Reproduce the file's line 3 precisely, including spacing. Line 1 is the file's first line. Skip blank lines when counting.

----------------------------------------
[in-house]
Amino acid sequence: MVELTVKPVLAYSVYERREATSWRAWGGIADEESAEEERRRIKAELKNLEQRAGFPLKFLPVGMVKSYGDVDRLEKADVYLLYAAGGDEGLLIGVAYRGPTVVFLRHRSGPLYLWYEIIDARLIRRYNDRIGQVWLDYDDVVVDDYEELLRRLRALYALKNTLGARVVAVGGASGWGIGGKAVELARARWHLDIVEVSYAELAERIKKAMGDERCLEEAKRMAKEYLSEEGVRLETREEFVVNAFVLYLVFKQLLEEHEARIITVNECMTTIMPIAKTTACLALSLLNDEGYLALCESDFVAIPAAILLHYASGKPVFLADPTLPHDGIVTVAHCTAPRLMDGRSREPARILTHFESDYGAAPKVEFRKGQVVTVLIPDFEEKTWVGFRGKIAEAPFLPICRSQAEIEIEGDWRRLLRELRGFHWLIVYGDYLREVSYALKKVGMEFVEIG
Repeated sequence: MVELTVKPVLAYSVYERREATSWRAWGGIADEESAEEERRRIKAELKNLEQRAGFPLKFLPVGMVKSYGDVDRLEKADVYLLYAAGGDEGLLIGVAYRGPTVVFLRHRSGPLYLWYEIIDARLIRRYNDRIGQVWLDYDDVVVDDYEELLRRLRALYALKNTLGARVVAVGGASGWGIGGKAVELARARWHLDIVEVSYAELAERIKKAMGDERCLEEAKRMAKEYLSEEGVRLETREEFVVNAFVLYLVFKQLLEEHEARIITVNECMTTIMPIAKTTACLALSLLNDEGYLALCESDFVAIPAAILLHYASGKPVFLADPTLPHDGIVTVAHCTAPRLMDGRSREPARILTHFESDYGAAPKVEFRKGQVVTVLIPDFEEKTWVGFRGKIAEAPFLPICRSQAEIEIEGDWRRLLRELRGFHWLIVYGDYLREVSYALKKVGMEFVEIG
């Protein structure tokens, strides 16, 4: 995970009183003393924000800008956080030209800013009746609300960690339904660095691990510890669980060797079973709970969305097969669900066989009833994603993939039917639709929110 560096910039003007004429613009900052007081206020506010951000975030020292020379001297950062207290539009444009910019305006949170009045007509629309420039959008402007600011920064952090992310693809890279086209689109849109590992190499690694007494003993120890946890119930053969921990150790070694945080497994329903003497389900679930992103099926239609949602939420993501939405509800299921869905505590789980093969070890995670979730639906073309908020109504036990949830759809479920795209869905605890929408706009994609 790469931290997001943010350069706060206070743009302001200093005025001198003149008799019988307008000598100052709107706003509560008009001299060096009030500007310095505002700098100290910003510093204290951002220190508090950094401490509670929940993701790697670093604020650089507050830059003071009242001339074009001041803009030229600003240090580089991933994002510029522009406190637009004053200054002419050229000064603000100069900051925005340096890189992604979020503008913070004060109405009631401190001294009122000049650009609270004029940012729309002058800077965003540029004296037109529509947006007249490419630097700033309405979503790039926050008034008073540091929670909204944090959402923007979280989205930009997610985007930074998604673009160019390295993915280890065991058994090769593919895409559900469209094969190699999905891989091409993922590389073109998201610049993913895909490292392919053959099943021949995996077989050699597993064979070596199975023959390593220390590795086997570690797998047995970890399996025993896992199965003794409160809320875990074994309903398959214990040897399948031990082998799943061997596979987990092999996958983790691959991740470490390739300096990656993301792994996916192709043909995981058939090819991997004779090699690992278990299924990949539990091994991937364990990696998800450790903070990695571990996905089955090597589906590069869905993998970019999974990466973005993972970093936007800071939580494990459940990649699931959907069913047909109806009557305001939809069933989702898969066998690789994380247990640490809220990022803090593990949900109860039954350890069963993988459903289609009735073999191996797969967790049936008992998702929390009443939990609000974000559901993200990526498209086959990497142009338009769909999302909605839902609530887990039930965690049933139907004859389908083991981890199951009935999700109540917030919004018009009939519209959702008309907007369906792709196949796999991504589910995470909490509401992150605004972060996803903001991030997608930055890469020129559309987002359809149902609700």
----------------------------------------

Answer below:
Repeated sequence: MVELTVKPVLAYSVYERREATSWRAWGGIADEESAEEERRRIKAELKNLEQRAGFPLKFLPVGMVKSYGDVDRLEKADVYLLYAAGGDEGLLIGVAYRGPTVVFLRHRSGPLYLWYEIIDARLIRRYNDRIGQVWLDYDDVVVDDYEELLRRLRALYALKNTLGARVVAVGGASGWGIGGKAVELARARWHLDIVEVSYAELAERIKKAMGDERCLEEAKRMAKEYLSEEGVRLETREEFVVNAFVLYLVFKQLLEEHEARIITVNECMTTIMPIAKTTACLALSLLNDEGYLALCESDFVAIPAAILLHYASGKPVFLADPTLPHDGIVTVAHCTAPRLMDGRSREPARILTHFESDYGAAPKVEFRKGQVVTVLIPDFEEKTWVGFRGKIAEAPFLPICRSQAEIEIEGDWRRLLRELRGFHWLIVYGDYLREVSYALKKVGMEFVEIG